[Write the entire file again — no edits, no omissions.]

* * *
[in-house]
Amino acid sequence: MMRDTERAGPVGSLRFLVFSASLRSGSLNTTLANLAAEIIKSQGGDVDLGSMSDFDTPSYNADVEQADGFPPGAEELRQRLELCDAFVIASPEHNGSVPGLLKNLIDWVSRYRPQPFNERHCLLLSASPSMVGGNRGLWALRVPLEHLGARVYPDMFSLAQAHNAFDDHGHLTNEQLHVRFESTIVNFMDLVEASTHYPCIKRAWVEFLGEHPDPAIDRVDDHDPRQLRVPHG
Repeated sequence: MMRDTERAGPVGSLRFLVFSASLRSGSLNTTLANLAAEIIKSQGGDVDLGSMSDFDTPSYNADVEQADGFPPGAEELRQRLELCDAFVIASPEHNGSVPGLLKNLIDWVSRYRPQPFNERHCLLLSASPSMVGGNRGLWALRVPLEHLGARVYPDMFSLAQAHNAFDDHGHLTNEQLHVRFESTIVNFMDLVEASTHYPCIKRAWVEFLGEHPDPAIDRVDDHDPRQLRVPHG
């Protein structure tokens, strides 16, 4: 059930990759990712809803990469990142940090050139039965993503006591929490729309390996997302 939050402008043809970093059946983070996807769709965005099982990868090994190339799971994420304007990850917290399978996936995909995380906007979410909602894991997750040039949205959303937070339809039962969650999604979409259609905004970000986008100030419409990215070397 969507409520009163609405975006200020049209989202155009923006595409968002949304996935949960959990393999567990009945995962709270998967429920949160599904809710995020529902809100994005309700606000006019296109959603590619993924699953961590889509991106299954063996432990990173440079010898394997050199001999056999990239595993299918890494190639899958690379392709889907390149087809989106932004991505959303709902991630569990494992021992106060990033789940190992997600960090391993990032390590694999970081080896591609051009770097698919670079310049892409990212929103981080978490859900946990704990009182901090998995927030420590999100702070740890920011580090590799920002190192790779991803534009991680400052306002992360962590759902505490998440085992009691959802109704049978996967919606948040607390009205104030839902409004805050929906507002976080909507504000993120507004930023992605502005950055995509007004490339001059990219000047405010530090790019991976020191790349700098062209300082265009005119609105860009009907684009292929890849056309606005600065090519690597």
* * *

[in-house]
Amino acid sequence: MMRDTERAGPVGSLRFLVFSASLRSGSLNTTLANLAAEIIKSQGGDVDLGSMSDFDTPSYNADVEQADGFPPGAEELRQRLELCDAFVIASPEHNGSVPGLLKNLIDWVSRYRPQPFNERHCLLLSASPSMVGGNRGLWALRVPLEHLGARVYPDMFSLAQAHNAFDDHGHLTNEQLHVRFESTIVNFMDLVEASTHYPCIKRAWVEFLGEHPDPAIDRVDDHDPRQLRVPHG
Repeated sequence: MMRDTERAGPVGSLRFLVFSASLRSGSLNTTLANLAAEIIKSQGGDVDLGSMSDFDTPSYNADVEQADGFPPGAEELRQRLELCDAFVIASPEHNGSVPGLLKNLIDWVSRYRPQPFNERHCLLLSASPSMVGGNRGLWALRVPLEHLGARVYPDMFSLAQAHNAFDDHGHLTNEQLHVRFESTIVNFMDLVEASTHYPCIKRAWVEFLGEHPDPAIDRVDDHDPRQLRVPHG
């Protein structure tokens, strides 16, 4: 059930990759990712809803990469990142940090050139039965993503006591929490729309390996997302 939050402008043809970093059946983070996807769709965005099982990868090994190339799971994420304007990850917290399978996936995909995380906007979410909602894991997750040039949205959303937070339809039962969650999604979409259609905004970000986008100030419409990215070397 969507409520009163609405975006200020049209989202155009923006595409968002949304996935949960959990393999567990009945995962709270998967429920949160599904809710995020529902809100994005309700606000006019296109959603590619993924699953961590889509991106299954063996432990990173440079010898394997050199001999056999990239595993299918890494190639899958690379392709889907390149087809989106932004991505959303709902991630569990494992021992106060990033789940190992997600960090391993990032390590694999970081080896591609051009770097698919670079310049892409990212929103981080978490859900946990704990009182901090998995927030420590999100702070740890920011580090590799920002190192790779991803534009991680400052306002992360962590759902505490998440085992009691959802109704049978996967919606948040607390009205104030839902409004805050929906507002976080909507504000993120507004930023992605502005950055995509007004490339001059990219000047405010530090790019991976020191790349700098062209300082265009005119609105860009009907684009292929890849056309606005600065090519690597």